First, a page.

sermons 4.6.08

A good day for us today, with a full Sunday school. Two families who are somewhat sporadic both came today, which expanded our ranks. We work and pray for spiritual stability and consistency here!

Here are the summaries:

The Righteousness of God (Rm 1.17a)

Our subject turns now to the reason the gospel is the power of God unto salvation: because in it (in the gospel) the righteousness of God is revealed – not God’s righteousness as such, but the righteousness that is from God through Christ. God’s righteousness is a massive mountain of truth, an impossible barrier for sinful man, but that barrier melts away when righteousness from God comes to us by faith.

Christian Fellowship (1)

We begin a brief interruption of our Basic Theology series to look at the topic of Christian fellowship as taught in the Bible. This topic is largely misunderstood today, reduced to a bare notion of social interaction (coffee, lunch, potluck dinners). While the social interaction is a great blessing of church life, it flows from our fellowship, it doesn’t define it.

Note: this message was prompted by a discussion at a friend’s blog, EX vilis CATHEDRA “Together for What?” by Champ Thornton.

The Compensation Offering (Lev 5.14-6.7)

We continue our series in Leviticus for our Communion service. Our passage covers the fifth and last type of sacrifice prescribed in Leviticus. This is what the KJV calls a ‘trespass offering’. There are several unique features to this offering, but the main idea is that the sinner has defrauded God (or man AND God) and must not only be atoned for but also make restitution. The NT Christian has had his debt of sin paid, but his relationship with God still demands reparation, restitution, or compensation be made to restore the losses our sins have caused to our human relationships. Thank God that in Christ we are enabled to put such things right.


I trust that your Lord’s Day was a spiritual blessing to you as well, hearing faithful preaching of the rich word of God.



  1. Wow, Don, we’ve hit a harmonic convergence. I was preparing on a Wed. night study on the Trespass offering to complement my Sun. AM series on Hebrews, when Voila! I saw your outline on “The Compensation Offering.”

    Don’t worry, I didn’t preach it verbatim:).

    Seriously, it was helpful in my prep. –thanks for making it available.

  2. Hi Joe

    Glad you found it helpful. For what it’s worth, I once asked Minnick for permission to reproduce one of his messages for our people and he graciously gave his consent, then added “better yet, just preach it yourself!” I don’t think I have ever done that, but I appreciate the generosity of spirit!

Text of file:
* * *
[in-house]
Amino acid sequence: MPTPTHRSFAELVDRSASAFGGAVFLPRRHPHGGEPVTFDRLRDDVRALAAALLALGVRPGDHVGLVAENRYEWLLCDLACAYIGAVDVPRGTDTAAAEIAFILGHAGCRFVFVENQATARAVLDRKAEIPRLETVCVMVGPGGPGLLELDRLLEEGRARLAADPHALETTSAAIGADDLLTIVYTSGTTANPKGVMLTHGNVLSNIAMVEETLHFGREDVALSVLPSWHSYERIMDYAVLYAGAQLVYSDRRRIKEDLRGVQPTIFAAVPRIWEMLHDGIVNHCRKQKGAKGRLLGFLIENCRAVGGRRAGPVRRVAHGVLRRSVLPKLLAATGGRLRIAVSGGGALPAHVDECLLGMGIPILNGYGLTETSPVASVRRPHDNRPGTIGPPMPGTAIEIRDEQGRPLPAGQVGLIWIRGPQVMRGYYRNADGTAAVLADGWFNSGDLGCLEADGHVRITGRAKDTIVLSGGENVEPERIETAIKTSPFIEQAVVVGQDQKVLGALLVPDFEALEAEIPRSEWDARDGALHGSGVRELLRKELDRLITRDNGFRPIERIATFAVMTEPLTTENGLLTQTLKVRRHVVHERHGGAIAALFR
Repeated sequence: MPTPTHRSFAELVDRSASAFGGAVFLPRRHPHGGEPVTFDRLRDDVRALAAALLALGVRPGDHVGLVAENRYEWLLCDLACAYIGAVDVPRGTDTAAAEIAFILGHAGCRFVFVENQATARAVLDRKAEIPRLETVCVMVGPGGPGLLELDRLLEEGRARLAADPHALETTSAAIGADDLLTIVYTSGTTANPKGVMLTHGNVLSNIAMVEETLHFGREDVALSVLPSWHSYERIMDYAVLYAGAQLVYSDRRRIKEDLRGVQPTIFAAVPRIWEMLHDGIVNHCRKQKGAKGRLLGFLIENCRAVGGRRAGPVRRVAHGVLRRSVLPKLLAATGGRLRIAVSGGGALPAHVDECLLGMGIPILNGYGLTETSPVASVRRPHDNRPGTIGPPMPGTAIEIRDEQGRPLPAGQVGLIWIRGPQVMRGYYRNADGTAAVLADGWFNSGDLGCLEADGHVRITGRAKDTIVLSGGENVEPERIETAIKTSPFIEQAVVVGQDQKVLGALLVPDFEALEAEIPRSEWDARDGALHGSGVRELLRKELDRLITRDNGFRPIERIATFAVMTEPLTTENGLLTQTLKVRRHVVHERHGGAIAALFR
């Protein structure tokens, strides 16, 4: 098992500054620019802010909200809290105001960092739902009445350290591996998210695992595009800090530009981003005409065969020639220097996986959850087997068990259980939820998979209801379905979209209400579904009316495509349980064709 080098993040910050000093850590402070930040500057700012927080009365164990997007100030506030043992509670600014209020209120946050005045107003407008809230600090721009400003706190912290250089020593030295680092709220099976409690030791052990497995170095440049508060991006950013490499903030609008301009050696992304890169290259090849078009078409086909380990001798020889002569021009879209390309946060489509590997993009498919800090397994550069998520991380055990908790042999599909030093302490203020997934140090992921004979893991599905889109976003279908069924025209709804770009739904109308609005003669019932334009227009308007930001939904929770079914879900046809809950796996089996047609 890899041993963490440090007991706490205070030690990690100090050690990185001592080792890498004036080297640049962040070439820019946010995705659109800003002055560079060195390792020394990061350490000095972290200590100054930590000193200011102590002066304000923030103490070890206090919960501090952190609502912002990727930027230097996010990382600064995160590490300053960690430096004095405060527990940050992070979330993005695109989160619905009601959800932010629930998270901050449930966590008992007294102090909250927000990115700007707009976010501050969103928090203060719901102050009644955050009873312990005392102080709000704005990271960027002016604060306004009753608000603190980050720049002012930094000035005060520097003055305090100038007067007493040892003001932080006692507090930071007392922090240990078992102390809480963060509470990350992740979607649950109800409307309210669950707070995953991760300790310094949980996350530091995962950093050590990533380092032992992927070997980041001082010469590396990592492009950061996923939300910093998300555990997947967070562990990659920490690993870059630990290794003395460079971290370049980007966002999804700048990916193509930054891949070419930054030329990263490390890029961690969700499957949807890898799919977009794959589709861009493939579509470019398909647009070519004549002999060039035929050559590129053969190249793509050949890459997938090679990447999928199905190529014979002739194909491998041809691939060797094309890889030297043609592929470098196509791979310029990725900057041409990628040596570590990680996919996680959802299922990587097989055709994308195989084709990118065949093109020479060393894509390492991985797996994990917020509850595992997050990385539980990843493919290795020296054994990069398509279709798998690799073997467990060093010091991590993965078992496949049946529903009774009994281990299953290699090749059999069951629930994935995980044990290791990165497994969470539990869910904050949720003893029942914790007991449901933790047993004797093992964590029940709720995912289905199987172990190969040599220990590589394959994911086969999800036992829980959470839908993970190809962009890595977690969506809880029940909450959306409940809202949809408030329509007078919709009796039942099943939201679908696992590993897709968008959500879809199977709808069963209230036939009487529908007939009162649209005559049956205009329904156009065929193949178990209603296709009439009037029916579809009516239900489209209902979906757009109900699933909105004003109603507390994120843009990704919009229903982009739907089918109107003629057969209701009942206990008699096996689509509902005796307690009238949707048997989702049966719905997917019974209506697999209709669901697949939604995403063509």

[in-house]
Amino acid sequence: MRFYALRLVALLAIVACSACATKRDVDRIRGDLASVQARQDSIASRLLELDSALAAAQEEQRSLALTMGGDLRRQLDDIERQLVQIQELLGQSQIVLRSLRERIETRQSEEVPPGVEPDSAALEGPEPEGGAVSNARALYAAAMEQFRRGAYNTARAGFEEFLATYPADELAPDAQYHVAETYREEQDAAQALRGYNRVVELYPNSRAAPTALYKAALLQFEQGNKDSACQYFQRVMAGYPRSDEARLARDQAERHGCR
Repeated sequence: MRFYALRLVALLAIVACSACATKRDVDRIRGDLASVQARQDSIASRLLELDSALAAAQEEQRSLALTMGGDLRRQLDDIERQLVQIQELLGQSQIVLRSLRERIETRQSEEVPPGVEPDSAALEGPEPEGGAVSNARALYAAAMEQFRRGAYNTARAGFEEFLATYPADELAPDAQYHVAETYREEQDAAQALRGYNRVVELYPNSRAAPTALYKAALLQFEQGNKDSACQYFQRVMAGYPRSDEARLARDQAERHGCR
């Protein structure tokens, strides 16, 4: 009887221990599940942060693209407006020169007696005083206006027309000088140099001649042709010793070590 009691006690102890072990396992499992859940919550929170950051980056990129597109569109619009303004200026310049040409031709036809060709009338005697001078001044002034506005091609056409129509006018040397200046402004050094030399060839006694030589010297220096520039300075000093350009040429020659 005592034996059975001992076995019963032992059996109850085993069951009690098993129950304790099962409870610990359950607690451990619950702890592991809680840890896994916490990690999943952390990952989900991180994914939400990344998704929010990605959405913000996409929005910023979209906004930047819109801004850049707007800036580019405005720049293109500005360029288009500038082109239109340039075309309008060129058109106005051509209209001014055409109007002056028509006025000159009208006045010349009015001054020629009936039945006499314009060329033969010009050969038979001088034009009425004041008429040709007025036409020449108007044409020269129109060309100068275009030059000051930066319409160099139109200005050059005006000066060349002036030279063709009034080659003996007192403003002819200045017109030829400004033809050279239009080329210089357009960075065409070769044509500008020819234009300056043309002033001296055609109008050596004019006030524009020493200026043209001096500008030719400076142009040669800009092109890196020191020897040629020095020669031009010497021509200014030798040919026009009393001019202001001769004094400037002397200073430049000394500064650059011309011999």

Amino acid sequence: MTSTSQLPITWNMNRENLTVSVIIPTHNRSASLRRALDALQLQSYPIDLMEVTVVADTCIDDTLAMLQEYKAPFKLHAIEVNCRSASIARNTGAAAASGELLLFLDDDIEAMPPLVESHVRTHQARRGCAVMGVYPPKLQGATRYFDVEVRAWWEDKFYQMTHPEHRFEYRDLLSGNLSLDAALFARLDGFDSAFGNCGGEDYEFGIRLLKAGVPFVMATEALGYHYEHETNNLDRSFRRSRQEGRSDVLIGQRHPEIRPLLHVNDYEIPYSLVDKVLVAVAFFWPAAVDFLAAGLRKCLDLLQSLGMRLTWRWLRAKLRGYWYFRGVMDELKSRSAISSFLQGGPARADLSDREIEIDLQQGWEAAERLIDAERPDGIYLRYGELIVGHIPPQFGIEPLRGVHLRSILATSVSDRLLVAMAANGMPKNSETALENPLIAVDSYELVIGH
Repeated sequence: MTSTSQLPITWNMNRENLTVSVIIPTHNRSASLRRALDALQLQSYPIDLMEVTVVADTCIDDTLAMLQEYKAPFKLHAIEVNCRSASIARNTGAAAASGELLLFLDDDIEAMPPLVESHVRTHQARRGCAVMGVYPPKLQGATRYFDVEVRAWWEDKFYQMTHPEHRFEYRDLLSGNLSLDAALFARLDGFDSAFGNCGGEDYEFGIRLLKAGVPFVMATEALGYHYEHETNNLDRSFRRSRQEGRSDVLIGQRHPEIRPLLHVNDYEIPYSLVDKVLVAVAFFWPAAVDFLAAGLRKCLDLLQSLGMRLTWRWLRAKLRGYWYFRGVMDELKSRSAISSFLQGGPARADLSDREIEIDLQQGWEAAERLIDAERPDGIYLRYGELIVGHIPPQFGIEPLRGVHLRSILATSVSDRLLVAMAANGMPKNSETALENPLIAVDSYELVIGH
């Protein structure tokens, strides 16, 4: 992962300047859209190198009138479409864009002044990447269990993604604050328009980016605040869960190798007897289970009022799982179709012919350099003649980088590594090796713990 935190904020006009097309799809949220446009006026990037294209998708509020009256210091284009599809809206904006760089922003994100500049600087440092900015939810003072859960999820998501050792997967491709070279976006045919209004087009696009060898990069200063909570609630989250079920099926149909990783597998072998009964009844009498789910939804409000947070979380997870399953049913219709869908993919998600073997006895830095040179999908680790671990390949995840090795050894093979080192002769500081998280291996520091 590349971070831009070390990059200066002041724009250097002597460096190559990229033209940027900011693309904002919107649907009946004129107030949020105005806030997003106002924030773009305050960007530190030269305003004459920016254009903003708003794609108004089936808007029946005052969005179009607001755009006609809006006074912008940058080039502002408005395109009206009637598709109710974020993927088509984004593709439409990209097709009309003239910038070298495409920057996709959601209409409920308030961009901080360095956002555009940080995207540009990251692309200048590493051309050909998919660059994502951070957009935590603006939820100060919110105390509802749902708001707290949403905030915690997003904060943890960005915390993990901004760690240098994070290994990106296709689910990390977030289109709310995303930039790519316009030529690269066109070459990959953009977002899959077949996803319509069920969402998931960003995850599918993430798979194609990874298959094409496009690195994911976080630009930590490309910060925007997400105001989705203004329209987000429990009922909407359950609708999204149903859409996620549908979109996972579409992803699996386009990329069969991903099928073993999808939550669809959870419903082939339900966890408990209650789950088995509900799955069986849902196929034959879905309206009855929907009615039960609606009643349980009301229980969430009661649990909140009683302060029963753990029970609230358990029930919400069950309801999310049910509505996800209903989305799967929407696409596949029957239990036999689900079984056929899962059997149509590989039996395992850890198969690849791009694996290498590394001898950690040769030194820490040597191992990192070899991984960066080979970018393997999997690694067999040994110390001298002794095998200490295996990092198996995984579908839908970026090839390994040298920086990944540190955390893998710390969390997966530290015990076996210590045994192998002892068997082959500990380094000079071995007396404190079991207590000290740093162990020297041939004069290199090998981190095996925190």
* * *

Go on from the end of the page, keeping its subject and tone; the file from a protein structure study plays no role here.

BTW, you might have noticed that I use Wenham quite extensively in my preparation for Leviticus. I have also found Lange to be good, although he is a little harder to read.

    Leviticus is a precious book for our understanding of salvation. I used to say “It constructed physical pictures of spiritual truth.” I have found it really beneficial, and have been using it for our communion services for a while. This is my second time through, hopefully better than the first time.

    Don Johnson
    Jer 33.3

  3. “Physical pictures of spiritual truth,” eh? I like that.

    Interesting to see your message on Lev 5 at this point… I just this week have begun reading Leviticus again myself. This time through I’m reading it in the ESV. I do almost all of my devotional reading in the KJV (and am in no hurry to change that), but it occurred to me that the modern style of the ESV might actually help me stay engaged as I read Leviticus. So far I have not been disappointed.

  4. Hi buddy

    I do think modern language translations are helpful, especially in the OT where we are less familiar with the content. I used the ESV for a while, and there are things to like about it. But I have a file somewhere that I was keeping called “ESV Issues”. It is a list of translations I came across that made me go “Wha???” as in “What in the world??” I have since gone back decidedly to the NAS. While not quite as readable in some places, it is decidedly superior in translation. But not perfect, unfortunately.

    I ran across one of those ESV issues recently, but I can’t remember what it was. It must have been from one of Sunday’s messages, but the passage and the issue escapes me. I know one thing that bugs me about the ESV is “rules” where the KJV has “judgements” (so does the NAS as well). Try reading Ps 119 in the ESV – don’t you find “rules” quite jarring? I can’t imagine using that word to translate mishpat. That and other glaring issues have soured me on the ESV, though I still have it displayed in BW.

    One more thing on Leviticus, remember that the very visual OT religion was given to people who only had at most the first 5 books of the Bible plus maybe Job. The visual drama of OT worship was a constant revelation of truth to those who were looking with eyes of faith. Most individuals had no written copy of their own, just what they had memorized and what they saw enacted before them in the ritual.

    But now things have changed because we have the full revelation in Christ and the complete Word, no more need for ritualistic mumbo jumbo… in fact, the ritual in some bodies now obscures the revelation.